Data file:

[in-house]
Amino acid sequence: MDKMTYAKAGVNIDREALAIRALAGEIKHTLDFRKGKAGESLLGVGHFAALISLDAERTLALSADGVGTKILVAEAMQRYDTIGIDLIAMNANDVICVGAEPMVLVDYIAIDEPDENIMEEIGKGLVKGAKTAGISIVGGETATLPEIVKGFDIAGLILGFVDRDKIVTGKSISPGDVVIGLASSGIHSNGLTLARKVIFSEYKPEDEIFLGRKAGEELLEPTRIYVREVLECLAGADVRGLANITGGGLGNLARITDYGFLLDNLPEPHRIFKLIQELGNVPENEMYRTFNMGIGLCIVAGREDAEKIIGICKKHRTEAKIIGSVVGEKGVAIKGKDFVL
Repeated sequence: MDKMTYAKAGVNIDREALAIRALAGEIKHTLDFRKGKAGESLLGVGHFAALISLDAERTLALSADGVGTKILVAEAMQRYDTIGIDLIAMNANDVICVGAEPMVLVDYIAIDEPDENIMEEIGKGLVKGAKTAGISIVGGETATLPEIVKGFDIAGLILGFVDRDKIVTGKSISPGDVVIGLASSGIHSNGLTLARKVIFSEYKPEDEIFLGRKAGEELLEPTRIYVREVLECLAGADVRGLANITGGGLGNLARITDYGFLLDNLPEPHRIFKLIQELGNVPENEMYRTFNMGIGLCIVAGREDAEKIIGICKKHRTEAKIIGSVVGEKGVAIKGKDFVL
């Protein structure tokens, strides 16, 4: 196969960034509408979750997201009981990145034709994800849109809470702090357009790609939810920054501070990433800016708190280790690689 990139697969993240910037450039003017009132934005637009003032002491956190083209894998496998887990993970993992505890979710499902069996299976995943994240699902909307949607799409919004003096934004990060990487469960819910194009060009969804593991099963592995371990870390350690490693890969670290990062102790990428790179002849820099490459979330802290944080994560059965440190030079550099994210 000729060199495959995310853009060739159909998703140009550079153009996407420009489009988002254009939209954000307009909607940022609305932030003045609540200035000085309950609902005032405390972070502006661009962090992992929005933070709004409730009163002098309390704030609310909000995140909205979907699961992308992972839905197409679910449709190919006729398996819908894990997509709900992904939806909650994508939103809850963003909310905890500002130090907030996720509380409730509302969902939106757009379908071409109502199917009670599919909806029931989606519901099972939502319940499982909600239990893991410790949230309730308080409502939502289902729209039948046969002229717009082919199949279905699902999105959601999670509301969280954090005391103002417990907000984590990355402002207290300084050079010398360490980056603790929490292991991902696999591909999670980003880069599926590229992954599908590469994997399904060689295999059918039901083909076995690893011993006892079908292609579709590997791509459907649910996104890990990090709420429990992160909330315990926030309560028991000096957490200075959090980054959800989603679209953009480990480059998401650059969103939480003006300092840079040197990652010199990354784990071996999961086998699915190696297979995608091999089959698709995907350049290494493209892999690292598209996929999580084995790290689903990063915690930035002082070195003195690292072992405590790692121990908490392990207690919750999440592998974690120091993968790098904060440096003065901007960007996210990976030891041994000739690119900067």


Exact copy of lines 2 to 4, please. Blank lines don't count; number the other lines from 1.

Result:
Amino acid sequence: MDKMTYAKAGVNIDREALAIRALAGEIKHTLDFRKGKAGESLLGVGHFAALISLDAERTLALSADGVGTKILVAEAMQRYDTIGIDLIAMNANDVICVGAEPMVLVDYIAIDEPDENIMEEIGKGLVKGAKTAGISIVGGETATLPEIVKGFDIAGLILGFVDRDKIVTGKSISPGDVVIGLASSGIHSNGLTLARKVIFSEYKPEDEIFLGRKAGEELLEPTRIYVREVLECLAGADVRGLANITGGGLGNLARITDYGFLLDNLPEPHRIFKLIQELGNVPENEMYRTFNMGIGLCIVAGREDAEKIIGICKKHRTEAKIIGSVVGEKGVAIKGKDFVL
Repeated sequence: MDKMTYAKAGVNIDREALAIRALAGEIKHTLDFRKGKAGESLLGVGHFAALISLDAERTLALSADGVGTKILVAEAMQRYDTIGIDLIAMNANDVICVGAEPMVLVDYIAIDEPDENIMEEIGKGLVKGAKTAGISIVGGETATLPEIVKGFDIAGLILGFVDRDKIVTGKSISPGDVVIGLASSGIHSNGLTLARKVIFSEYKPEDEIFLGRKAGEELLEPTRIYVREVLECLAGADVRGLANITGGGLGNLARITDYGFLLDNLPEPHRIFKLIQELGNVPENEMYRTFNMGIGLCIVAGREDAEKIIGICKKHRTEAKIIGSVVGEKGVAIKGKDFVL
């Protein structure tokens, strides 16, 4: 196969960034509408979750997201009981990145034709994800849109809470702090357009790609939810920054501070990433800016708190280790690689 990139697969993240910037450039003017009132934005637009003032002491956190083209894998496998887990993970993992505890979710499902069996299976995943994240699902909307949607799409919004003096934004990060990487469960819910194009060009969804593991099963592995371990870390350690490693890969670290990062102790990428790179002849820099490459979330802290944080994560059965440190030079550099994210 000729060199495959995310853009060739159909998703140009550079153009996407420009489009988002254009939209954000307009909607940022609305932030003045609540200035000085309950609902005032405390972070502006661009962090992992929005933070709004409730009163002098309390704030609310909000995140909205979907699961992308992972839905197409679910449709190919006729398996819908894990997509709900992904939806909650994508939103809850963003909310905890500002130090907030996720509380409730509302969902939106757009379908071409109502199917009670599919909806029931989606519901099972939502319940499982909600239990893991410790949230309730308080409502939502289902729209039948046969002229717009082919199949279905699902999105959601999670509301969280954090005391103002417990907000984590990355402002207290300084050079010398360490980056603790929490292991991902696999591909999670980003880069599926590229992954599908590469994997399904060689295999059918039901083909076995690893011993006892079908292609579709590997791509459907649910996104890990990090709420429990992160909330315990926030309560028991000096957490200075959090980054959800989603679209953009480990480059998401650059969103939480003006300092840079040197990652010199990354784990071996999961086998699915190696297979995608091999089959698709995907350049290494493209892999690292598209996929999580084995790290689903990063915690930035002082070195003195690292072992405590790692121990908490392990207690919750999440592998974690120091993968790098904060440096003065901007960007996210990976030891041994000739690119900067």